HTC Play to be Name of Game Marketplace?


The USPTO comes through in the clutch again! Remember a while back when HTC invested $40 million into on-demand game streaming service OnLive? Back then, I questioned whether or not HTC would be jumping into the content distribution arena, something the company has never done before. This came not long after they invested money into similar technologies for music and video. It would appear that HTC’s set to launch their own iTunes store, so to speak, but we still can’t say for certain this is true.

It’s interesting to note that “HTC Play” may end up being rejected, for obvious reasons. Sony Ericsson has already outed their Xperia PLAY, and while both companies are planning to or are already using the names for completely different things, HTC may have to think up a new one. Another interesting tidbit – they filed to have the trademark registered the same day that Sony Ericsson did the Xperia PLAY. Here’s HTC’s description of the services that they hope to deploy under this name:

IC 042. US 100 101. G & S: Computer services, namely, providing search engines for obtaining games and related content for computers, mobile phones, tablets, and mobile devices, all via a global computer network; Providing a web site featuring temporary use of non-downloadable software for downloading, uploading, purchasing, programming, transmitting, receiving, editing, extracting, encoding, decoding, using, viewing, accessing, searching for, sharing, storing and organizing games and related content for computers, mobile phones, tablets, and mobile devices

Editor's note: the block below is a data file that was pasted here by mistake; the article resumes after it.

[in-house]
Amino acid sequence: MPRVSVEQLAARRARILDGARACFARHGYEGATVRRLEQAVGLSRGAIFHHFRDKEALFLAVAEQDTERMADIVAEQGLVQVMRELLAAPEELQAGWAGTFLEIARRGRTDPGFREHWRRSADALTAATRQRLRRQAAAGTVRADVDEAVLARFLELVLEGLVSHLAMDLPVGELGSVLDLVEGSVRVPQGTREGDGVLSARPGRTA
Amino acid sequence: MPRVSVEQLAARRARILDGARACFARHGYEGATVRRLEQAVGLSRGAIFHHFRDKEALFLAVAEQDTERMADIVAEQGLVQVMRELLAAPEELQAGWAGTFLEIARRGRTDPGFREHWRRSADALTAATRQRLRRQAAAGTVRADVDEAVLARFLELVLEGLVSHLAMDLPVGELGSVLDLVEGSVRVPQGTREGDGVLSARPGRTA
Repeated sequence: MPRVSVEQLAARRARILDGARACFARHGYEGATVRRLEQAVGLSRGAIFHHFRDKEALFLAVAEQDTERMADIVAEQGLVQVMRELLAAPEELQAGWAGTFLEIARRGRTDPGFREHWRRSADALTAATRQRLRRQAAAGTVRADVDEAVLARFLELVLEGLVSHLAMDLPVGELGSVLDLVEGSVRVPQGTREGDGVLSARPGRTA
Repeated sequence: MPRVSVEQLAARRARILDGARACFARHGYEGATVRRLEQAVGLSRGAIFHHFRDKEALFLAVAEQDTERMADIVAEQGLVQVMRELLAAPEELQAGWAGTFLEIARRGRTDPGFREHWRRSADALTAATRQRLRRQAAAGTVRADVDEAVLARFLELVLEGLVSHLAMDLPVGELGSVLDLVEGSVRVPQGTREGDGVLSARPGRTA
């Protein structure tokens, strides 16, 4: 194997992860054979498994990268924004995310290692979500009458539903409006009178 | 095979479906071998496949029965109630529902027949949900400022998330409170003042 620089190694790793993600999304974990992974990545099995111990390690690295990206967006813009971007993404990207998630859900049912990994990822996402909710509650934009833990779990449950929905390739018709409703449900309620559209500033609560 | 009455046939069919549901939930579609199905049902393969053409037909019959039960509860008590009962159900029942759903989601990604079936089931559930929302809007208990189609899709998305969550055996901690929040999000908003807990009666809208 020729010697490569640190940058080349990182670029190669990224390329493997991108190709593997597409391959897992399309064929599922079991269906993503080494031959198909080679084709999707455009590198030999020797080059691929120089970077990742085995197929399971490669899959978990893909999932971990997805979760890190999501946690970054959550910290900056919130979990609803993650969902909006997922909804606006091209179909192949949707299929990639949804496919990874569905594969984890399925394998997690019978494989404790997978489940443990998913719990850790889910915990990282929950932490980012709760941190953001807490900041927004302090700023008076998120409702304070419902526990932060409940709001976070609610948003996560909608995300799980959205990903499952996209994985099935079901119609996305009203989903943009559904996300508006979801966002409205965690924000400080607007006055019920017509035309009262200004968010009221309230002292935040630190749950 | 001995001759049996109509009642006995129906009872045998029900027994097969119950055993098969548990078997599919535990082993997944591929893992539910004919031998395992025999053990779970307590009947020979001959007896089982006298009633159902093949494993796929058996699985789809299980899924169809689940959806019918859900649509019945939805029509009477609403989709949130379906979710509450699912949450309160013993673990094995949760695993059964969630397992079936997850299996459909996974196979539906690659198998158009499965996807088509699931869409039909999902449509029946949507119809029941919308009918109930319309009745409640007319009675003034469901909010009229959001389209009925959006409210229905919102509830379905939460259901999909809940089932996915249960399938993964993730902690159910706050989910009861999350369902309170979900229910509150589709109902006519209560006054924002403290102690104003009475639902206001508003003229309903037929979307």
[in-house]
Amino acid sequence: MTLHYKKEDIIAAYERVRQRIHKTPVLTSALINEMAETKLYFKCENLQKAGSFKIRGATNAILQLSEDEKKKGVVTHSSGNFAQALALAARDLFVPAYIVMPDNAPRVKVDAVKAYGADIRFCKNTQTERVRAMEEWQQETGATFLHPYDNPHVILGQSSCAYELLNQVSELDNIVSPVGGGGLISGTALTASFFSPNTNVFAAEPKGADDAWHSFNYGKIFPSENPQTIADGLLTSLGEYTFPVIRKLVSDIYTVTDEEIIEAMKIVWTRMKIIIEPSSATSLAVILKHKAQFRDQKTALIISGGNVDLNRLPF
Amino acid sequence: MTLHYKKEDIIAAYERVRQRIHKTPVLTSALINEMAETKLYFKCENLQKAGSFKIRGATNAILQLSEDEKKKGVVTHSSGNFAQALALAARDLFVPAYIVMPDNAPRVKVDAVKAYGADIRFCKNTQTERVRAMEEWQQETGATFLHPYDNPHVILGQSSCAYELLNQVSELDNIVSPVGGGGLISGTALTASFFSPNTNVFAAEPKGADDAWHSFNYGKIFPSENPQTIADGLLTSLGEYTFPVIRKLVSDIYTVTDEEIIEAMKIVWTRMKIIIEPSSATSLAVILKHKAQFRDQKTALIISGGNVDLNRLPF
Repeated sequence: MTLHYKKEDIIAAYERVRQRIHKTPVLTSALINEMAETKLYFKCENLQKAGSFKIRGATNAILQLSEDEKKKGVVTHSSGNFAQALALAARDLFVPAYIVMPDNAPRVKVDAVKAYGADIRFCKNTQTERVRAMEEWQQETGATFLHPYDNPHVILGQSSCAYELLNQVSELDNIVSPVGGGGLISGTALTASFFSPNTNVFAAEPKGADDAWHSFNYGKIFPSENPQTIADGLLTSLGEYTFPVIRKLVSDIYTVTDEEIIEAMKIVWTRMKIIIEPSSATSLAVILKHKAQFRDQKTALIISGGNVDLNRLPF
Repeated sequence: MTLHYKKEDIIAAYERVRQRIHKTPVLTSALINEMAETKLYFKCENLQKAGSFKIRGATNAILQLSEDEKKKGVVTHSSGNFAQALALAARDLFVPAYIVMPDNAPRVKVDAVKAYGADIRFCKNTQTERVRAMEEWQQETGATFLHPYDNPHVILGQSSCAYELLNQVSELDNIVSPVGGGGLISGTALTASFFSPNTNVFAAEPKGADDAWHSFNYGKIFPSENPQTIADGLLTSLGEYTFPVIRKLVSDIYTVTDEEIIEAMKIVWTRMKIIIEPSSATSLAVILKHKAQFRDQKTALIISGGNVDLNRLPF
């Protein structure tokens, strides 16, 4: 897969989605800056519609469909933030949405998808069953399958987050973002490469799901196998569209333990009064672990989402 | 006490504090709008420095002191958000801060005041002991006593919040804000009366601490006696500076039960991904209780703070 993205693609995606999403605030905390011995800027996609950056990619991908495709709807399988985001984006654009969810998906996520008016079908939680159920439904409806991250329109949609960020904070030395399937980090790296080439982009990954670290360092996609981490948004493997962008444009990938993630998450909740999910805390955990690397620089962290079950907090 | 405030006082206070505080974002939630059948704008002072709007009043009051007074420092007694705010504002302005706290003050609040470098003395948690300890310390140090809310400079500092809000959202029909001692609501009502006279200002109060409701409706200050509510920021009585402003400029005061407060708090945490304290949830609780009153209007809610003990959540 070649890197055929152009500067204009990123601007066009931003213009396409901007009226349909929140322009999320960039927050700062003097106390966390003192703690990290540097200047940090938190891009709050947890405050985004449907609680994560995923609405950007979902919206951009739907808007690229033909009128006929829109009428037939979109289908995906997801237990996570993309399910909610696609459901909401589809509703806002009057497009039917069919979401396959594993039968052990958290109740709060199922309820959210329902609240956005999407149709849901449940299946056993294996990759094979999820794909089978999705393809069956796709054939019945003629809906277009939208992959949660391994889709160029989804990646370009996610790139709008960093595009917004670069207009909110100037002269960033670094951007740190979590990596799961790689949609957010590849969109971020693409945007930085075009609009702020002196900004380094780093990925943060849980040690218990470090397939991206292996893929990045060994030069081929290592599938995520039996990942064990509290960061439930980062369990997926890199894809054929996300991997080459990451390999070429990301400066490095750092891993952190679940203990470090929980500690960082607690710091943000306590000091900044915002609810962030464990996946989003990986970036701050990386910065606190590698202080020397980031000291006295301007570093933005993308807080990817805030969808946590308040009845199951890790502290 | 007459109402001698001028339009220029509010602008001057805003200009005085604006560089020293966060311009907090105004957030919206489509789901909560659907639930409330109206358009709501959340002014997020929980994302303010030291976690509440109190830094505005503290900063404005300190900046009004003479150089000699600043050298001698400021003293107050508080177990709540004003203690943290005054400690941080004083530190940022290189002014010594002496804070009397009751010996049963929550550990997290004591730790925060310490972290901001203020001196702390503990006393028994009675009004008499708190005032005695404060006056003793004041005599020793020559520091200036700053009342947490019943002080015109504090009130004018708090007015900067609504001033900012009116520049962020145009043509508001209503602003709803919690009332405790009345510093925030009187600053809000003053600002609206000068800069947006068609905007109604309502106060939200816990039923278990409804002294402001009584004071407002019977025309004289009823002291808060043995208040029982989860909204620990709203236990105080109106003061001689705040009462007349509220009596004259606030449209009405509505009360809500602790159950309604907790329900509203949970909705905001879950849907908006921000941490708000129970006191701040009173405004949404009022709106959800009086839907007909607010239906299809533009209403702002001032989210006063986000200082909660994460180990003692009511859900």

Long story short, HTC Play was definitely a big candidate for the name of this content delivery service, but they’ll most likely end up going with something else. And the important thing is that they are, in fact, bringing a content delivery system. Other choice names to watch out for are HTC Read, HTC Watch, and HTC Listen for books, video and music, respectively. [PocketNow]

Quentyn Kennemer
The "Google Phone" sounded too awesome to pass up, so I bought a G1. The rest is history. And yes, I know my name isn't Wilson.

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  1. i think something like this is a great idea, especially for carriers who don’t keep updates on their own devices, now HTC doesn’t have to rely on someone else for anything (OS, Sense, bug fixes, specific games, apps, 3rd party affiliates, etc)

  2. Lol this will fail.

  3. I don’t really see the point in it unless it makes finding games better… doubt it could. would it only be for HTCs? maybe it’s their way of stopping people ROMing if they can only have it with the standard ROM?

  4. Htc won’t get away with this. Sony will sue them for using the word PLAY.

    1. Doesn’t the article say the trademark got denied?

  5. Wow. Why all the hating on HTC lately, Phandroidians? Personally, I’m glad to see a company attempt to differentiate their products from a sea of hardware clones with software and service differentiations. Let’s face it, folks. 75% of the Android devices coming out lately have the same or nearly the same hardware. Dual core proc (typically Tegra 2), 3.7″-4.3″ screen, etc etc etc. And HTC is guilty of this within their own products, I’ll be the first to admit. Hell, they all look the same too. But now imagine a device that came bundled a high-end proc for gaming, OnLive service baked in over 4G, and a Bluetooth controller. Finish playing a game, and fire up HTC’s own music and video streaming service. Sure, Google has made a lot of the same services as of late, but I’m all for competition. Let’s see who does it better. And let’s see who can do it without an invitation list (for now). 

  6. I’m telling you people, HTC is going to branch off of android, make it’s own operating system, pull a blackberry and allow android apps to play on its own operating system. I love HTC but I would not follow them that far.

    1. They already did for featurephones over in Europe. Can’t remember what they called it though, looked exactly like sense UI.

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